A Virtual Software Development Team (VSDT) is a group team of Information Technology (IT) professionals working together to produce a software product and collaborating remotely with the use of information communication technology. In a VSDT, face-to-face contact is seldom required in order for these teams to fulfil their tasks. VSDTs in the software development business offer advantages compared to co-located teams which include the availability of a global talent pool, lower costs and a global presence. However, many aspects of managing these teams are still undiscovered and under-researched. Among them is the influence of cultural diversity on the work, productivity and sustainability of a VSDT. The purpose of this research was to define the main factors of the influence of cultural diversity on the effectiveness of a VSDT. The research was undertaken from an interpretive perspective. In agreement with this paradigm, the effectiveness factors were limited to the internal effectiveness of a team as perceived by its members. In order to define the factors of cultural diversity, existing theories of cultural diversity in a co-located workplace were used. I have conducted interviews with software developers, support professionals and their managers to probe the relevance of the existing theories in a virtual software development environment and to find other possible factors. In this research, a specific ’internet nerd’ culture was discovered which exists among the members of the virtual (internet) community. The members of this culture comfortably accept virtual work and share a lot of common context. The findings show the importance of frequent communication, emotional sharing and occasional face-to-face contact in bonding the team, building trust and understanding. From the team management perspective, there is evidence that agile methodologies can be used successfully in the virtual environment. The results of this research are beneficial for businesses looking to implement VSDTs, and can be used as a basis for the development of a theory of cultural diversity in a virtual environment.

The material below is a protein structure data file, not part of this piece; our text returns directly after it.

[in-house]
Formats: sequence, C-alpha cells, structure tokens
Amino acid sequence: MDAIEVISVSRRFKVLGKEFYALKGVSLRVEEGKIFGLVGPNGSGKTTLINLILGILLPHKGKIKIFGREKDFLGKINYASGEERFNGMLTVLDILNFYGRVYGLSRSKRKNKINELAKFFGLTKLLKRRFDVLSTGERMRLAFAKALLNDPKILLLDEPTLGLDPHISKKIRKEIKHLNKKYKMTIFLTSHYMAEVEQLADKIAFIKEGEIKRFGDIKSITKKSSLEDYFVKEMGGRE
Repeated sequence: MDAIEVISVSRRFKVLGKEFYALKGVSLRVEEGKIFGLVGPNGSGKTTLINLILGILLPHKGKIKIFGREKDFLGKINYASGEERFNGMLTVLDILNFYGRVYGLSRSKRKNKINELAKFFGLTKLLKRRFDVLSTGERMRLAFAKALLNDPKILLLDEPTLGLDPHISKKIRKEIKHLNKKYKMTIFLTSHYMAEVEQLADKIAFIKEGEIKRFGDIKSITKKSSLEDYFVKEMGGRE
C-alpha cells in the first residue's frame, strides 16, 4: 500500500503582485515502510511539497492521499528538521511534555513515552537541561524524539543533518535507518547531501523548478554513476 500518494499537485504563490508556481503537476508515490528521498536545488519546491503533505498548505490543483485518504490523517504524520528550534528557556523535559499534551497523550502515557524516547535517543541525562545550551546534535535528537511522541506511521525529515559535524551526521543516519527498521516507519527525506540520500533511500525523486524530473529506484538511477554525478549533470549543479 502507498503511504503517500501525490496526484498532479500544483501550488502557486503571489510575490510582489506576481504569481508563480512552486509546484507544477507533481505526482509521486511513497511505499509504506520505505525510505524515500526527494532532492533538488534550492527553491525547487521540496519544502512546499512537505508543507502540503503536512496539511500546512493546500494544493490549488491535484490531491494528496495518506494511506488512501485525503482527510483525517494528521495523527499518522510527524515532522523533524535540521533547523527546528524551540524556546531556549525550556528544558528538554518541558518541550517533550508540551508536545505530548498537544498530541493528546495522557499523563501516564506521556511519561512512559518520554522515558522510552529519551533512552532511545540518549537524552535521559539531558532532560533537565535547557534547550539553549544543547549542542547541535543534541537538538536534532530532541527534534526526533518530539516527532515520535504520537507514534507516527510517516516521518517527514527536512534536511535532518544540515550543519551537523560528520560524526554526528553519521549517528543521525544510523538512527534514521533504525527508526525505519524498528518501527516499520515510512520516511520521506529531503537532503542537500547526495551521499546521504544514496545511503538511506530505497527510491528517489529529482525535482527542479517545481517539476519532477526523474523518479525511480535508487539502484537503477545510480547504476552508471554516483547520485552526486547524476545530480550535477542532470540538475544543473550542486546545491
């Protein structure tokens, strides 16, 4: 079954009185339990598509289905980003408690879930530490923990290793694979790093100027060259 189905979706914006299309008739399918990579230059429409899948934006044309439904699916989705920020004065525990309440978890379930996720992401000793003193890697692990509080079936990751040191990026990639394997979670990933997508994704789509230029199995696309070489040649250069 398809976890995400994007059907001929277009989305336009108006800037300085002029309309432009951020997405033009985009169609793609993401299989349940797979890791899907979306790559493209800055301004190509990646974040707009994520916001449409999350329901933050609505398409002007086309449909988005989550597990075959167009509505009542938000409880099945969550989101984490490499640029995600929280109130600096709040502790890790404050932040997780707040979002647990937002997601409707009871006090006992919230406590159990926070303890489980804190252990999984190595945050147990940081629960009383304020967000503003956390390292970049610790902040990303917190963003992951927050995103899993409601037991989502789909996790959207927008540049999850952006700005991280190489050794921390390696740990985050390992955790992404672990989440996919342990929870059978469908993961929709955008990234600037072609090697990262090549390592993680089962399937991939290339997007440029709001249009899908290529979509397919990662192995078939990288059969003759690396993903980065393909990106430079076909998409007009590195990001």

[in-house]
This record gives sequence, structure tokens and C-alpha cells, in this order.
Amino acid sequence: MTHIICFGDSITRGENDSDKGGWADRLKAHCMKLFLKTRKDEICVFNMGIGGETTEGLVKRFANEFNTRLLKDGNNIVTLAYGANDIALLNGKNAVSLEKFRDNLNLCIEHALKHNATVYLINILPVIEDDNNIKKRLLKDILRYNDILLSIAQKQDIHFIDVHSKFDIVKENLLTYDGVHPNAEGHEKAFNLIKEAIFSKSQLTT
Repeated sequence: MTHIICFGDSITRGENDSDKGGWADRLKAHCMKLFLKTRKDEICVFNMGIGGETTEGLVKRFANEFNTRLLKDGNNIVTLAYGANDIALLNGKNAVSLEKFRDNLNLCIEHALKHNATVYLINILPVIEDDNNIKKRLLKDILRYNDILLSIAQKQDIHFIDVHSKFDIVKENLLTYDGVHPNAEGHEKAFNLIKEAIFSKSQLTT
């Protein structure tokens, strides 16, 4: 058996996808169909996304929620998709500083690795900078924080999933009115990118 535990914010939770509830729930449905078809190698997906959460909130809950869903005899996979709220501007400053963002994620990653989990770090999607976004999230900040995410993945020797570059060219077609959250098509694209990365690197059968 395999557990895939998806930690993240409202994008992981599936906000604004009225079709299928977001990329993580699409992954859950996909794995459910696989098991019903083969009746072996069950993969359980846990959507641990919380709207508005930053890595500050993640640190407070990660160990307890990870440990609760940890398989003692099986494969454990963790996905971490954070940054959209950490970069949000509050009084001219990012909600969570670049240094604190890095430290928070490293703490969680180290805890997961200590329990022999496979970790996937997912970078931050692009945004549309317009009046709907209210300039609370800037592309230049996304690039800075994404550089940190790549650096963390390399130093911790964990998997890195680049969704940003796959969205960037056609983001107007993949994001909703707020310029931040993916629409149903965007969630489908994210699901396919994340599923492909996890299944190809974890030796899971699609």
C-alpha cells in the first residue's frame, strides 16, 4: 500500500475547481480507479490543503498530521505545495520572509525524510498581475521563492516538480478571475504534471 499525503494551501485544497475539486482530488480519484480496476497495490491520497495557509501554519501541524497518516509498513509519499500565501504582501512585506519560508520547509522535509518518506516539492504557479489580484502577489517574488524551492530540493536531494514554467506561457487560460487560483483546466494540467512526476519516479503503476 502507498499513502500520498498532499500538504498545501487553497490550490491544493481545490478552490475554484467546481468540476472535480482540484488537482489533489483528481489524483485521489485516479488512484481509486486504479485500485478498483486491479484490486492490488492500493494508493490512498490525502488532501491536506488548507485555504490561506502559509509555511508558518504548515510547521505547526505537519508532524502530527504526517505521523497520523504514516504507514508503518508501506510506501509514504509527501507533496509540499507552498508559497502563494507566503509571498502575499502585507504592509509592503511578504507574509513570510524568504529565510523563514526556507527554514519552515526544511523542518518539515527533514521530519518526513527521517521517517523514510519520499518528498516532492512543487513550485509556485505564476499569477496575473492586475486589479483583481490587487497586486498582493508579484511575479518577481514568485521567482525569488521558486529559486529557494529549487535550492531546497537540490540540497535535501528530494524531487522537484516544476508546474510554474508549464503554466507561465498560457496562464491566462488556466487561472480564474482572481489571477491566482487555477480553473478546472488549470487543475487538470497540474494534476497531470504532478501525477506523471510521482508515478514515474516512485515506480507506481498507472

Page generated in 0.0896 seconds